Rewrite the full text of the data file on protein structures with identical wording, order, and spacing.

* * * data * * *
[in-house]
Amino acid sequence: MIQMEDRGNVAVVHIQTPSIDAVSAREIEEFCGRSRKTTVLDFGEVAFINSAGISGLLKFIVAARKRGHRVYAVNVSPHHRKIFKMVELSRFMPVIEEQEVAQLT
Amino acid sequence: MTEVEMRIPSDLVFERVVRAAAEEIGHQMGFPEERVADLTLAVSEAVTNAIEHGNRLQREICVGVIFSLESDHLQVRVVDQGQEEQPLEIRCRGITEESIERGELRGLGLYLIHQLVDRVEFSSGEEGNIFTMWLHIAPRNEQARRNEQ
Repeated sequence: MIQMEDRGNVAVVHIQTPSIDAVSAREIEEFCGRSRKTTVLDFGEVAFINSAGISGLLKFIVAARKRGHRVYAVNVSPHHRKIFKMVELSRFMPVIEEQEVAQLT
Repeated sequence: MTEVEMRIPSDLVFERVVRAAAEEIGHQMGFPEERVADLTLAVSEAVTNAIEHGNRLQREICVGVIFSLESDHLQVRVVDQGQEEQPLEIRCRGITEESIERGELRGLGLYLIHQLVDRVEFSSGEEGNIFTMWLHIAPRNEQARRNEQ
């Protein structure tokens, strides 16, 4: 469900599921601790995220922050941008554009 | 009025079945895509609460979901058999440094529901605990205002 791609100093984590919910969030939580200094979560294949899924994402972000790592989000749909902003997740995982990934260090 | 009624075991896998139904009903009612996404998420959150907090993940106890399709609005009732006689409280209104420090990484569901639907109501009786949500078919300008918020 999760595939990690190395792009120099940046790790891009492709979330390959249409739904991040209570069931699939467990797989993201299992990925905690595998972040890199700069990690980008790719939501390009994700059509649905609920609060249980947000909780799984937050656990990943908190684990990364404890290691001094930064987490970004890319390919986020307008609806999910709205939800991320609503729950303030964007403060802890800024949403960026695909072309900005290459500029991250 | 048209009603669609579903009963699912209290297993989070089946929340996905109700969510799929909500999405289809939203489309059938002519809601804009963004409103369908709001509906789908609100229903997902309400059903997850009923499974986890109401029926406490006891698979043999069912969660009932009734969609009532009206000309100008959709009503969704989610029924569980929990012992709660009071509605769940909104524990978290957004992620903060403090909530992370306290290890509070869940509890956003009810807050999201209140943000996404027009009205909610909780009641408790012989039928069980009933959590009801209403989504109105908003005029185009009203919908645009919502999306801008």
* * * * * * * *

[in-house]
Amino acid sequence: MIQMEDRGNVAVVHIQTPSIDAVSAREIEEFCGRSRKTTVLDFGEVAFINSAGISGLLKFIVAARKRGHRVYAVNVSPHHRKIFKMVELSRFMPVIEEQEVAQLT
Amino acid sequence: MTEVEMRIPSDLVFERVVRAAAEEIGHQMGFPEERVADLTLAVSEAVTNAIEHGNRLQREICVGVIFSLESDHLQVRVVDQGQEEQPLEIRCRGITEESIERGELRGLGLYLIHQLVDRVEFSSGEEGNIFTMWLHIAPRNEQARRNEQ
Repeated sequence: MIQMEDRGNVAVVHIQTPSIDAVSAREIEEFCGRSRKTTVLDFGEVAFINSAGISGLLKFIVAARKRGHRVYAVNVSPHHRKIFKMVELSRFMPVIEEQEVAQLT
Repeated sequence: MTEVEMRIPSDLVFERVVRAAAEEIGHQMGFPEERVADLTLAVSEAVTNAIEHGNRLQREICVGVIFSLESDHLQVRVVDQGQEEQPLEIRCRGITEESIERGELRGLGLYLIHQLVDRVEFSSGEEGNIFTMWLHIAPRNEQARRNEQ
């Protein structure tokens, strides 16, 4: 469900599921601790995220922050941008554009 | 009025079945895509609460979901058999440094529901605990205002 791609100093984590919910969030939580200094979560294949899924994402972000790592989000749909902003997740995982990934260090 | 009624075991896998139904009903009612996404998420959150907090993940106890399709609005009732006689409280209104420090990484569901639907109501009786949500078919300008918020 999760595939990690190395792009120099940046790790891009492709979330390959249409739904991040209570069931699939467990797989993201299992990925905690595998972040890199700069990690980008790719939501390009994700059509649905609920609060249980947000909780799984937050656990990943908190684990990364404890290691001094930064987490970004890319390919986020307008609806999910709205939800991320609503729950303030964007403060802890800024949403960026695909072309900005290459500029991250 | 048209009603669609579903009963699912209290297993989070089946929340996905109700969510799929909500999405289809939203489309059938002519809601804009963004409103369908709001509906789908609100229903997902309400059903997850009923499974986890109401029926406490006891698979043999069912969660009932009734969609009532009206000309100008959709009503969704989610029924569980929990012992709660009071509605769940909104524990978290957004992620903060403090909530992370306290290890509070869940509890956003009810807050999201209140943000996404027009009205909610909780009641408790012989039928069980009933959590009801209403989504109105908003005029185009009203919908645009919502999306801008």